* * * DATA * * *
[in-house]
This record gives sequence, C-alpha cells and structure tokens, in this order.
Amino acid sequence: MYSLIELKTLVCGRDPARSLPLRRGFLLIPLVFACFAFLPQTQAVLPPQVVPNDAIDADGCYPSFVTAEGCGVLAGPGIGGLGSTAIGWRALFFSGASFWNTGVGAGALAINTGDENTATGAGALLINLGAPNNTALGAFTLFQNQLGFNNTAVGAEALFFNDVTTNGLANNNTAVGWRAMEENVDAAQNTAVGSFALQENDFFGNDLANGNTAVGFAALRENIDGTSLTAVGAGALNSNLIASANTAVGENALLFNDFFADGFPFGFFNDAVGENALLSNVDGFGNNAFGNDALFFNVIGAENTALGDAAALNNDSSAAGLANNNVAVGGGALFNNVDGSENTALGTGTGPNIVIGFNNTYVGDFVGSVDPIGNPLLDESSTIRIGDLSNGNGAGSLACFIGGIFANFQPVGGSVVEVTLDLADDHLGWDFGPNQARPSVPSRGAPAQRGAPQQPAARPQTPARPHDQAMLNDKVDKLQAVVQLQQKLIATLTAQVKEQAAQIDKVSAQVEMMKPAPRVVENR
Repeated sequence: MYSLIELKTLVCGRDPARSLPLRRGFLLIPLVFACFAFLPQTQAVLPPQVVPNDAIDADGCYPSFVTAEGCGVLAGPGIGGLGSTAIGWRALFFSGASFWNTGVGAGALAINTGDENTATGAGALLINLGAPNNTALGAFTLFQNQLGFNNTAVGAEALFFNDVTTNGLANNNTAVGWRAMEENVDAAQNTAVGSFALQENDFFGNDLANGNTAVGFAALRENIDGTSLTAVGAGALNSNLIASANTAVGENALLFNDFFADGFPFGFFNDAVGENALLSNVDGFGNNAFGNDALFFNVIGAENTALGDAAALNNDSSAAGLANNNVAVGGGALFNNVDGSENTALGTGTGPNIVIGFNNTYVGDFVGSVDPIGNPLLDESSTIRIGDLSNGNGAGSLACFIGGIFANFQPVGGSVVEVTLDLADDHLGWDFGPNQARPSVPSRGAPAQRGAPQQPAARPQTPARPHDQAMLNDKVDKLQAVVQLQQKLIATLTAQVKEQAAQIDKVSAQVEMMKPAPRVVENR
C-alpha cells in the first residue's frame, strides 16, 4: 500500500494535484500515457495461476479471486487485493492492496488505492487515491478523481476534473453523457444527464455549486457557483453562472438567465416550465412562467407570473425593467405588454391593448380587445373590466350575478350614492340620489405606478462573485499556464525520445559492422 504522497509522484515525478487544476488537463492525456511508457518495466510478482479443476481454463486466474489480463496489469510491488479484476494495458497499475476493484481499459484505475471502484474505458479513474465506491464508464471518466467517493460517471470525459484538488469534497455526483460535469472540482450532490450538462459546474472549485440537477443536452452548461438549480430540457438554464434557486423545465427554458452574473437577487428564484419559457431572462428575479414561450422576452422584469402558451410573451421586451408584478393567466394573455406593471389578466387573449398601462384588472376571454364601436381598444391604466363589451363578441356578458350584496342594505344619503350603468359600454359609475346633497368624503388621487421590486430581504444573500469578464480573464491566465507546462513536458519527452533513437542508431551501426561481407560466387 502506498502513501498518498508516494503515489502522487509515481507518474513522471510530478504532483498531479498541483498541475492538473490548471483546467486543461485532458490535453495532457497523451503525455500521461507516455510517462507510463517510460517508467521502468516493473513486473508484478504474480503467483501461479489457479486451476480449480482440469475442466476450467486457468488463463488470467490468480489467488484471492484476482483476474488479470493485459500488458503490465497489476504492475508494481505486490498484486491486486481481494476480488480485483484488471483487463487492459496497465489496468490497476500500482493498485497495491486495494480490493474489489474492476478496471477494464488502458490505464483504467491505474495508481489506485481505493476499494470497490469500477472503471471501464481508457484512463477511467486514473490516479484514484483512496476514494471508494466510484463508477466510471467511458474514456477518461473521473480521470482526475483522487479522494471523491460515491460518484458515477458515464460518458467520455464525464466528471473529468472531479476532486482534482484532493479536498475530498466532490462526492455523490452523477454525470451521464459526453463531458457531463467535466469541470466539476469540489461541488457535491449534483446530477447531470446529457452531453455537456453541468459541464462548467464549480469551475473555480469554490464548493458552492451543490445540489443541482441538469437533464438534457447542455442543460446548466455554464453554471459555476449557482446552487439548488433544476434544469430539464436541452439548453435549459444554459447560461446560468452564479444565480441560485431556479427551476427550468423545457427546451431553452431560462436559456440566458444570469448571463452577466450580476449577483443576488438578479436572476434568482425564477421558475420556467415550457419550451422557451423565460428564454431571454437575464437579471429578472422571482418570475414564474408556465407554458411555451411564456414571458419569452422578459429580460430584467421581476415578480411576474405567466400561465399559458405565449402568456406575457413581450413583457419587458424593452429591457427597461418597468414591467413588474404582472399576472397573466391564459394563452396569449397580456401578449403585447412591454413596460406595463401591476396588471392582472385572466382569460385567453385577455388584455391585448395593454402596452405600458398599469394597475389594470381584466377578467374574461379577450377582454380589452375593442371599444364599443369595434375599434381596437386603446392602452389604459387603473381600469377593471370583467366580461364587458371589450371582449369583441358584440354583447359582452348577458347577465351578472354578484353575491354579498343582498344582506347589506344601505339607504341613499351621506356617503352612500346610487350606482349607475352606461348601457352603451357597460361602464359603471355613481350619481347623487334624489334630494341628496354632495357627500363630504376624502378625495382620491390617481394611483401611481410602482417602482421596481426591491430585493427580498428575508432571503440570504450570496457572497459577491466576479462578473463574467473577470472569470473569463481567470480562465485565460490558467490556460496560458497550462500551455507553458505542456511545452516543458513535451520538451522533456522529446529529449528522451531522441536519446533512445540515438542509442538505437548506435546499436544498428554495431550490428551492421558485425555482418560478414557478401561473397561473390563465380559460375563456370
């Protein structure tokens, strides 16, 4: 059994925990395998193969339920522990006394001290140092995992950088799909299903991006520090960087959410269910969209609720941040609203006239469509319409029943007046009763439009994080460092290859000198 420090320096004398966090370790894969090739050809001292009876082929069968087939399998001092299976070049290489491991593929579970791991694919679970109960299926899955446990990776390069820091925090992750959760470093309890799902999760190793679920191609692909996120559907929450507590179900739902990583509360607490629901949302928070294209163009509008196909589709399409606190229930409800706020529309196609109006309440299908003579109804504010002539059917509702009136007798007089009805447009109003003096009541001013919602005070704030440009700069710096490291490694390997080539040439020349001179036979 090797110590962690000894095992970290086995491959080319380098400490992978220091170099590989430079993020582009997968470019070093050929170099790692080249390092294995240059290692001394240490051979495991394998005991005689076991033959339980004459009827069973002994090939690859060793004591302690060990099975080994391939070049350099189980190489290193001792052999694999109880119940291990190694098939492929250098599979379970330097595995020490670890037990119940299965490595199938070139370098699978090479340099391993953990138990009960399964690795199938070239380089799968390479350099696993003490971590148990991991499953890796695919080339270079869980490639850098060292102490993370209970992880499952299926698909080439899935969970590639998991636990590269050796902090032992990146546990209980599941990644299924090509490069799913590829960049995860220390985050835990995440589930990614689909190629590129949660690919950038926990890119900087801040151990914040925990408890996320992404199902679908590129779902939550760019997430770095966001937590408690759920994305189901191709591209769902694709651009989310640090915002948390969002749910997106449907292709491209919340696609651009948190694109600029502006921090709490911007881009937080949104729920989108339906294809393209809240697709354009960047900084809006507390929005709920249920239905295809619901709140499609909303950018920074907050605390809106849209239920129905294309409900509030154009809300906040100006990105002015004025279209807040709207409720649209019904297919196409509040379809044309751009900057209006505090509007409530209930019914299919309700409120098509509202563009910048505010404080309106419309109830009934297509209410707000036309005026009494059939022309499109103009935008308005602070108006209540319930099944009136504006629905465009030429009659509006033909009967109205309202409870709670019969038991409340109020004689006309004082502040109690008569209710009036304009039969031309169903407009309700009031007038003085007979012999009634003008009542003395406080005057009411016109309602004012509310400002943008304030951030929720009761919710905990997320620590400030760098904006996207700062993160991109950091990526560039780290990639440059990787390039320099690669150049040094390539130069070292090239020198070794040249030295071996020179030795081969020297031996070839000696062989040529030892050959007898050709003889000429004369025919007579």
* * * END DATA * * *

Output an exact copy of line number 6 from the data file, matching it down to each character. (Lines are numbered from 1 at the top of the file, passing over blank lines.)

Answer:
């Protein structure tokens, strides 16, 4: 059994925990395998193969339920522990006394001290140092995992950088799909299903991006520090960087959410269910969209609720941040609203006239469509319409029943007046009763439009994080460092290859000198 420090320096004398966090370790894969090739050809001292009876082929069968087939399998001092299976070049290489491991593929579970791991694919679970109960299926899955446990990776390069820091925090992750959760470093309890799902999760190793679920191609692909996120559907929450507590179900739902990583509360607490629901949302928070294209163009509008196909589709399409606190229930409800706020529309196609109006309440299908003579109804504010002539059917509702009136007798007089009805447009109003003096009541001013919602005070704030440009700069710096490291490694390997080539040439020349001179036979 090797110590962690000894095992970290086995491959080319380098400490992978220091170099590989430079993020582009997968470019070093050929170099790692080249390092294995240059290692001394240490051979495991394998005991005689076991033959339980004459009827069973002994090939690859060793004591302690060990099975080994391939070049350099189980190489290193001792052999694999109880119940291990190694098939492929250098599979379970330097595995020490670890037990119940299965490595199938070139370098699978090479340099391993953990138990009960399964690795199938070239380089799968390479350099696993003490971590148990991991499953890796695919080339270079869980490639850098060292102490993370209970992880499952299926698909080439899935969970590639998991636990590269050796902090032992990146546990209980599941990644299924090509490069799913590829960049995860220390985050835990995440589930990614689909190629590129949660690919950038926990890119900087801040151990914040925990408890996320992404199902679908590129779902939550760019997430770095966001937590408690759920994305189901191709591209769902694709651009989310640090915002948390969002749910997106449907292709491209919340696609651009948190694109600029502006921090709490911007881009937080949104729920989108339906294809393209809240697709354009960047900084809006507390929005709920249920239905295809619901709140499609909303950018920074907050605390809106849209239920129905294309409900509030154009809300906040100006990105002015004025279209807040709207409720649209019904297919196409509040379809044309751009900057209006505090509007409530209930019914299919309700409120098509509202563009910048505010404080309106419309109830009934297509209410707000036309005026009494059939022309499109103009935008308005602070108006209540319930099944009136504006629905465009030429009659509006033909009967109205309202409870709670019969038991409340109020004689006309004082502040109690008569209710009036304009039969031309169903407009309700009031007038003085007979012999009634003008009542003395406080005057009411016109309602004012509310400002943008304030951030929720009761919710905990997320620590400030760098904006996207700062993160991109950091990526560039780290990639440059990787390039320099690669150049040094390539130069070292090239020198070794040249030295071996020179030795081969020297031996070839000696062989040529030892050959007898050709003889000429004369025919007579």